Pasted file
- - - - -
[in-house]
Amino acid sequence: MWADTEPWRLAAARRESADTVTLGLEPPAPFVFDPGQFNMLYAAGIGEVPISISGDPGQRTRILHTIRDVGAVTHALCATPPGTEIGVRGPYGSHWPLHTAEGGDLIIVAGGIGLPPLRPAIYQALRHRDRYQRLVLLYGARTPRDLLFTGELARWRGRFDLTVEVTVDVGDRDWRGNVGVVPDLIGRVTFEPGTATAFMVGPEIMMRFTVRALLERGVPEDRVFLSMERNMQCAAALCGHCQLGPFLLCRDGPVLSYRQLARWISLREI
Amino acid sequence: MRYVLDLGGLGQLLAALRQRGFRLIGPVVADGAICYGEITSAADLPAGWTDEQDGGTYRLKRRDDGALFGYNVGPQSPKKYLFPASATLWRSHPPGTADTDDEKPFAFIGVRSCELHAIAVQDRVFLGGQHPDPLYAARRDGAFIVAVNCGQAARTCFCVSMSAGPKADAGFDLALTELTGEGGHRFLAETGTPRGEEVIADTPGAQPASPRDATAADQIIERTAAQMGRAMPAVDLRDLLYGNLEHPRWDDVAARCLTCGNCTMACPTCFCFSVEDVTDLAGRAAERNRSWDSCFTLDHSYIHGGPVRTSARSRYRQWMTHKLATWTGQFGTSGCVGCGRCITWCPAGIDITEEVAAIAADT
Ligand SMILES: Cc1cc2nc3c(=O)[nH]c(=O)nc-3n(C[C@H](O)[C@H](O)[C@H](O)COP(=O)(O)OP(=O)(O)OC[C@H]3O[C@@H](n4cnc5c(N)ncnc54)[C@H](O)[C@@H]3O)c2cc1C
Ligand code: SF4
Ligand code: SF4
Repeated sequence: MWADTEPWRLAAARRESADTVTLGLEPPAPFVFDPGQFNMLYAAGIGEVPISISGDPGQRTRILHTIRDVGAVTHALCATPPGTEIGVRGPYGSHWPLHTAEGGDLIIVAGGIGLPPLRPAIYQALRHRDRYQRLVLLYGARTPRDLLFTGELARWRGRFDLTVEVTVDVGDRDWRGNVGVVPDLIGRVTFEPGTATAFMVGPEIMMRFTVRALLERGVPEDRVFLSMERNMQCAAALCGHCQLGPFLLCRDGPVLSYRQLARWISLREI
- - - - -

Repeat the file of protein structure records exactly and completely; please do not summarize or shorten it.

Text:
[in-house]
Amino acid sequence: MWADTEPWRLAAARRESADTVTLGLEPPAPFVFDPGQFNMLYAAGIGEVPISISGDPGQRTRILHTIRDVGAVTHALCATPPGTEIGVRGPYGSHWPLHTAEGGDLIIVAGGIGLPPLRPAIYQALRHRDRYQRLVLLYGARTPRDLLFTGELARWRGRFDLTVEVTVDVGDRDWRGNVGVVPDLIGRVTFEPGTATAFMVGPEIMMRFTVRALLERGVPEDRVFLSMERNMQCAAALCGHCQLGPFLLCRDGPVLSYRQLARWISLREI
Amino acid sequence: MRYVLDLGGLGQLLAALRQRGFRLIGPVVADGAICYGEITSAADLPAGWTDEQDGGTYRLKRRDDGALFGYNVGPQSPKKYLFPASATLWRSHPPGTADTDDEKPFAFIGVRSCELHAIAVQDRVFLGGQHPDPLYAARRDGAFIVAVNCGQAARTCFCVSMSAGPKADAGFDLALTELTGEGGHRFLAETGTPRGEEVIADTPGAQPASPRDATAADQIIERTAAQMGRAMPAVDLRDLLYGNLEHPRWDDVAARCLTCGNCTMACPTCFCFSVEDVTDLAGRAAERNRSWDSCFTLDHSYIHGGPVRTSARSRYRQWMTHKLATWTGQFGTSGCVGCGRCITWCPAGIDITEEVAAIAADT
Ligand SMILES: Cc1cc2nc3c(=O)[nH]c(=O)nc-3n(C[C@H](O)[C@H](O)[C@H](O)COP(=O)(O)OP(=O)(O)OC[C@H]3O[C@@H](n4cnc5c(N)ncnc54)[C@H](O)[C@@H]3O)c2cc1C
Ligand code: SF4
Ligand code: SF4
Repeated sequence: MWADTEPWRLAAARRESADTVTLGLEPPAPFVFDPGQFNMLYAAGIGEVPISISGDPGQRTRILHTIRDVGAVTHALCATPPGTEIGVRGPYGSHWPLHTAEGGDLIIVAGGIGLPPLRPAIYQALRHRDRYQRLVLLYGARTPRDLLFTGELARWRGRFDLTVEVTVDVGDRDWRGNVGVVPDLIGRVTFEPGTATAFMVGPEIMMRFTVRALLERGVPEDRVFLSMERNMQCAAALCGHCQLGPFLLCRDGPVLSYRQLARWISLREI